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Finster Inc. v. Albin

Supreme Court of New York, Third Department

July 13, 2017

FINSTER INC. et al., Respondents,
v.
ANN M. ALBIN et al., Appellants, et al., Defendants.

          Calendar Date: June 1, 2017

          Englert, Coffey, McHugh & Fantauzzi, LLP, Schenectady (Peter V. Coffey of counsel) and Biscone Law Firm, Ravena (Michael J. Biscone of counsel), for appellants.

          Dorf & Nelson, LLP, Rye (Jonathan B. Nelson of counsel), for respondents.

          Before: McCarthy, J.P., Lynch, Devine, Clark and Aarons, JJ.

          MEMORANDUM AND ORDER

          McCarthy, J.P.

         Appeal from an order of the Supreme Court (Tailleur, J.), entered July 5, 2016 in Greene County, which, among other things, partially granted plaintiffs' motion for summary judgment.

         In July 2007, plaintiff Finster Inc., a New York corporation, purchased four parcels of real property collectively known as 70 Middle Road in the Town of New Baltimore, Greene County. Finster's sole shareholder and director, plaintiff Mark A. Tornello, built a garage in 2008 on a portion of the property located in a former quarry. Because a steep grade separates the quarry area from the rest of the Finster property, Tornello accessed the garage via an unpaved road that crosses two neighboring properties (hereinafter the disputed driveway). Defendants Mary Murphy and James Murphy own one of these properties and defendant Ann M. Albin owns the other. Defendant Jayme A. Albin is Ann Albin's husband, and defendant Janet Lockwood holds a life estate in the Albin property. In June 2012, Tornello discovered that a gate had been erected on the Albin property that prevented him from using the disputed driveway and accessing the garage.

         Plaintiffs thereafter commenced this action seeking, among other things, a declaration that Finster owns a right-of-way over the Albin and Murphy properties at the location of the disputed driveway - either by an easement appurtenant or an easement by necessity - and an order permanently enjoining defendants from impeding plaintiffs' use of that right-of-way. The Albins, the Murphys and Lockwood answered jointly and filed a counterclaim seeking, among other things, damages for plaintiffs' alleged trespass and an order permanently enjoining Tornello from entering onto their property. Plaintiff moved, by order to show cause, for a preliminary injunction ordering that the impediments to using the disputed driveway be removed and that defendants not take any actions that restrict access to the disputed driveway. After conducting a hearing and visiting the property, Supreme Court (Pulver Jr., J.) preliminarily enjoined defendants from blocking access to the garage.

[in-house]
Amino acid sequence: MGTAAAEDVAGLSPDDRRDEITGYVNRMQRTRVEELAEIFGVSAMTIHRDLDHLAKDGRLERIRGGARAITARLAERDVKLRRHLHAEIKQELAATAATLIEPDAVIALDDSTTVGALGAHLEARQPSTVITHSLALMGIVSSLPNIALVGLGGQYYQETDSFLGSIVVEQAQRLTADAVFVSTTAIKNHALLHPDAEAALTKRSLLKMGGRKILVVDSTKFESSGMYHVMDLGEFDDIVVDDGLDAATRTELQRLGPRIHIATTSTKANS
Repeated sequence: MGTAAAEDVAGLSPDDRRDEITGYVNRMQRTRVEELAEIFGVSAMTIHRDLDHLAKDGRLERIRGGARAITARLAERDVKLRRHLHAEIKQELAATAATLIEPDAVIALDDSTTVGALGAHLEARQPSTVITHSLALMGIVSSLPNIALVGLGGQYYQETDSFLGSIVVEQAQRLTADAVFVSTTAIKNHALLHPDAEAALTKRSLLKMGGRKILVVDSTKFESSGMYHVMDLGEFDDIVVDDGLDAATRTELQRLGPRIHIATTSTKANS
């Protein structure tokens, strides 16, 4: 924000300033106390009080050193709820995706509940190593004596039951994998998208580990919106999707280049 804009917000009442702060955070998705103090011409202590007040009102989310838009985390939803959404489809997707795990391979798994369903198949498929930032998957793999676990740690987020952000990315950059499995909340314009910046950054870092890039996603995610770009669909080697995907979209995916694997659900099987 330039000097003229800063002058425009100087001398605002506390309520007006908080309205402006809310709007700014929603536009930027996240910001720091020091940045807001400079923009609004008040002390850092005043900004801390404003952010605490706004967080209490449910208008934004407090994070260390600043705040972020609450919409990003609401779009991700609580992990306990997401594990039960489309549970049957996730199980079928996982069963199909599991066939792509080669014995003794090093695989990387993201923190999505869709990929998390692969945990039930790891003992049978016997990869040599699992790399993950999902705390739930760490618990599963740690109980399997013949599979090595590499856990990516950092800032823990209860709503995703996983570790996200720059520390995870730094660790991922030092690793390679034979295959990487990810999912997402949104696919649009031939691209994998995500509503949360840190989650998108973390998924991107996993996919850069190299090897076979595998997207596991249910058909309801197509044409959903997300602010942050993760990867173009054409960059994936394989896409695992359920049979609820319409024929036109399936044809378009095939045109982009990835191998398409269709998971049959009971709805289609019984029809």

In April 2016, plaintiffs moved for summary judgment seeking, among other things, the requested permanent injunction, dismissal of defendants' counterclaims and $25,000 in damages. Ann Albin, the Murphys and Lockwood (hereinafter collectively referred to as defendants) opposed plaintiffs' motion and cross-moved for summary judgment dismissing the complaint. In a decision and order, Supreme Court (Tailleur, J.) found that certain deeds submitted by plaintiffs showed that a right-of-way over the Albin and Murphy properties benefitted the Finster property, thus meeting plaintiffs' initial burden. The court further found that these deeds had not been controverted, and, accordingly, it partially granted plaintiffs' motion to the extent of declaring that plaintiffs hold an unobstructed right-of-way over the Albin and Murphy properties and by permanently enjoining defendants from impeding access to the garage. Defendants appeal.

         Supreme Court erred by partially granting plaintiffs' motion. "The extent and nature of an easement must be determined by the language contained in the grant [or reservation], aided where necessary by any circumstances tending to manifest the intent of the parties" ( Leaman v McNamee, 58 A.D.3d 918, 919 [2009] [internal quotation marks and citations omitted]; see Hush v Taylor, 84 A.D.3d 1532, 1533 [2011]). Where a description of property rights in a deed is ambiguous, consideration of extrinsic evidence is appropriate to ascertain the parties' intentions ( see Jordan v Vogel, 59 A.D.3d 919, 920 [2009]; Eliopoulous v Lake George Land Conservancy, Inc., 50 A.D.3d 1231, 1232 [2008]).